Greece unrest
 Tbilisi 12:16 - 20.10.11 «GHN»
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Greece is braced for a second day of a general strike and mass protests as parliament takes a final vote on tough new austerity measures, - BBC reported.

Running battles between police and some protesters continued overnight in Athens after tens of thousands demonstrated against the cuts.

The measures, including tax hikes and pay cuts, are needed to convince the EU and IMF to continue bailout loans.

Greece is saddled with a huge public debt and an economy in deep recession.

The 48-hour general strike is due to continue on Thursday with workers in virtually every sector of the economy participating.

Air traffic controllers went back to work after a 12-hour stoppage on Wednesday, allowing international and domestic flights to resume.

But civil servants, shopkeepers, dock workers, taxi drivers, doctors, lawyers, teachers, construction workers and others were due to continue the industrial action.

Parliament is expected to approve the articles of an austerity bill after giving it preliminary approval in a first vote late on Wednesday by a margin of 154-141 of the 300 deputies.

At least 100,000 people demonstrated against the measures in Athens on Wednesday. Protesters have said they will rally again on Syntagma Square in front of the parliament while the vote takes place.

The bill includes plans for further cuts to pensions and salaries and temporary lay-offs of 30,000 public sector workers.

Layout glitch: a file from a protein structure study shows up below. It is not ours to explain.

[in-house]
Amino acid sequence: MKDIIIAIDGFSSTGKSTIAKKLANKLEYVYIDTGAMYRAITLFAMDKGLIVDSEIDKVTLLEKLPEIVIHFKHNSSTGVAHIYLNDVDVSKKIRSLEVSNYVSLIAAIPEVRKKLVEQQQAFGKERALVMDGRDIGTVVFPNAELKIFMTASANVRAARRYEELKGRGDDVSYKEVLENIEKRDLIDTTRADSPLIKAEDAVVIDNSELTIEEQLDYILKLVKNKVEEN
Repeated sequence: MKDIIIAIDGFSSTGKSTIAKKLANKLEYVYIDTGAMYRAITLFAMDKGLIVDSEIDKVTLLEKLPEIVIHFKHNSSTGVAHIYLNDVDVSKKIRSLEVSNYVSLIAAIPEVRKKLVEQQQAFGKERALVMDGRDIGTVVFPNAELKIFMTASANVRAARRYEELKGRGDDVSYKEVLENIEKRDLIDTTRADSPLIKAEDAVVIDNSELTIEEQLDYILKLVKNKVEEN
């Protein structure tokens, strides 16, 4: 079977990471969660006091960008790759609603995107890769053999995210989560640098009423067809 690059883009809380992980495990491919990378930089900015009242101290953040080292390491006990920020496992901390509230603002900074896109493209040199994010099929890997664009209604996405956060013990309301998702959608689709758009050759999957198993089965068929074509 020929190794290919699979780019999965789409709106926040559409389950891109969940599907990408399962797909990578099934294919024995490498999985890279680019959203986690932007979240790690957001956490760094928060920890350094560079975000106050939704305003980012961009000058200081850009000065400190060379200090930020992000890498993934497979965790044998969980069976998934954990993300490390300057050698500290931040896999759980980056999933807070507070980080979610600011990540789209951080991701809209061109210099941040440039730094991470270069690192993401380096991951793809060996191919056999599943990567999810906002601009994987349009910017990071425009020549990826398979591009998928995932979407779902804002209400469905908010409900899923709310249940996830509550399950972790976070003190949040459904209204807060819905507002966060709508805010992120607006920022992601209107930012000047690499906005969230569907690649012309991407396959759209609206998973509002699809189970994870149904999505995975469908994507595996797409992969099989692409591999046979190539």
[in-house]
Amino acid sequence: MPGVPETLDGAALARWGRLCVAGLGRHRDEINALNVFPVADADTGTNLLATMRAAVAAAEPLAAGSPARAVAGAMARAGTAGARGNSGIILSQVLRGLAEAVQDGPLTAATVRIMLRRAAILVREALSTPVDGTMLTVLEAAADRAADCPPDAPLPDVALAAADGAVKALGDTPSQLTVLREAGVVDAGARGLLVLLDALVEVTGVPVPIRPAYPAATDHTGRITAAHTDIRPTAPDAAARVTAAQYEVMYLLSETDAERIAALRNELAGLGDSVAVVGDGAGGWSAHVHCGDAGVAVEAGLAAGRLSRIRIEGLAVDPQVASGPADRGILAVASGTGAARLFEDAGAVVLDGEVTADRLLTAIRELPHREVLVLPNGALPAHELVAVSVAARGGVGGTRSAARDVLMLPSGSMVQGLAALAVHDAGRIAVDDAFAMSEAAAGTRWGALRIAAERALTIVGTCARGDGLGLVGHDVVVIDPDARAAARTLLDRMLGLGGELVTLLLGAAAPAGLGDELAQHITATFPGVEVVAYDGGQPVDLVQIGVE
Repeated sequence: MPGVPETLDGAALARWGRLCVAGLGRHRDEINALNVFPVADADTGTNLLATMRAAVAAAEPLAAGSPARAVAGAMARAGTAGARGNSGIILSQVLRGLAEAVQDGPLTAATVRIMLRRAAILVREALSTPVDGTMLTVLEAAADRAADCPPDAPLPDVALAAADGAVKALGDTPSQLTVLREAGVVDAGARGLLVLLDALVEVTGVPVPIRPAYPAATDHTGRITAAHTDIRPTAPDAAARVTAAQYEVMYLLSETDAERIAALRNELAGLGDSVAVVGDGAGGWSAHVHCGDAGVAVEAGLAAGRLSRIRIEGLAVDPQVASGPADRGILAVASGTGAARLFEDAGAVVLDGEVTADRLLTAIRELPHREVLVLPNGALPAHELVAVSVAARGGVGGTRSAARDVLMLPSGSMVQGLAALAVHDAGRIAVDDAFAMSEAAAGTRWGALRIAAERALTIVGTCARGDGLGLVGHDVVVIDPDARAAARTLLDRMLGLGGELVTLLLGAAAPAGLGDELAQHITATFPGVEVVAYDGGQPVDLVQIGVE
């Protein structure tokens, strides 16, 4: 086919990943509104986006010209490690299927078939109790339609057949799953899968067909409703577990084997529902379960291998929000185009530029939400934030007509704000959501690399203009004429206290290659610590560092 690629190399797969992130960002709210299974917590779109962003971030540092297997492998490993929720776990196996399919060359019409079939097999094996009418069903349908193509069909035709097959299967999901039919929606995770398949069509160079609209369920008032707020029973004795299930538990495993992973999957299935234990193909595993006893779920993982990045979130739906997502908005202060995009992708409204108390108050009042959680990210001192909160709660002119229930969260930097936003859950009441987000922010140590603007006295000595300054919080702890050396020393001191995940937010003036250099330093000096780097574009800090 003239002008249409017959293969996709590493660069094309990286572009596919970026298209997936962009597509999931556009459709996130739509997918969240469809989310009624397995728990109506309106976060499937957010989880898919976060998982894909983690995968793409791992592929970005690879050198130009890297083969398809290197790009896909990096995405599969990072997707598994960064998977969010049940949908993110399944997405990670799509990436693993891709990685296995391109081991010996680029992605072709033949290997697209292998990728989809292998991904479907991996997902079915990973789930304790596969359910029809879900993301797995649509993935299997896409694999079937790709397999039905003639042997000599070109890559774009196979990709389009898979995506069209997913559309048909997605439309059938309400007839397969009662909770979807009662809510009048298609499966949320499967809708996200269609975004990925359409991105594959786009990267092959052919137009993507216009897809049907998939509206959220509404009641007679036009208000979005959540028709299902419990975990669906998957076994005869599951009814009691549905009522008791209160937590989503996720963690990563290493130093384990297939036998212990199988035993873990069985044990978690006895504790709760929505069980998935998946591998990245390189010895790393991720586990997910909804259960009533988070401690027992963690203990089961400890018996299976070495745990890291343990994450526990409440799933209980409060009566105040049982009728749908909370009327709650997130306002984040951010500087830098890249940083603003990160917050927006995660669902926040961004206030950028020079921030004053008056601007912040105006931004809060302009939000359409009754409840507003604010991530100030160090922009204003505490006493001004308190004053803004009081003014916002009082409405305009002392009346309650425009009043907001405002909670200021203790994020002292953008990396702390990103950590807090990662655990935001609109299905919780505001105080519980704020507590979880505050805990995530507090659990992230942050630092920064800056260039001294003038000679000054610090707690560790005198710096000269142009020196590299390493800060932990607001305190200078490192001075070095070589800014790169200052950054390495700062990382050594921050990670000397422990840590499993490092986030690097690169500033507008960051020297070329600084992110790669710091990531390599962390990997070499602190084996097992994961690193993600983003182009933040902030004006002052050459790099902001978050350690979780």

Some of Prime Minister George Papandreou's ruling socialist party deputies have threatened not to vote for some of the bill's articles.

With Greece unable to borrow long term on international bond markets to finance its debt, the EU and IMF have stepped in with two bailout packages.

But they have demanded tough action to cut the deficit, which has angered many in Greece who say the medicine is killing the patient.

"We just can't take it any more. There is desperation, anger and bitterness," Athens area union official Nikos Anastasopoulos told Associated Press news agency.

Finance Minister Evangelos Venizelos described the choice as between a "difficult situation and a catastrophe".

"We have to explain to all these indignant people who see their lives changing that what the country is experiencing is not the worst stage of the crisis," he said.

"It is an anguished and necessary effort to avoid the ultimate, deepest and harshest level of the crisis."

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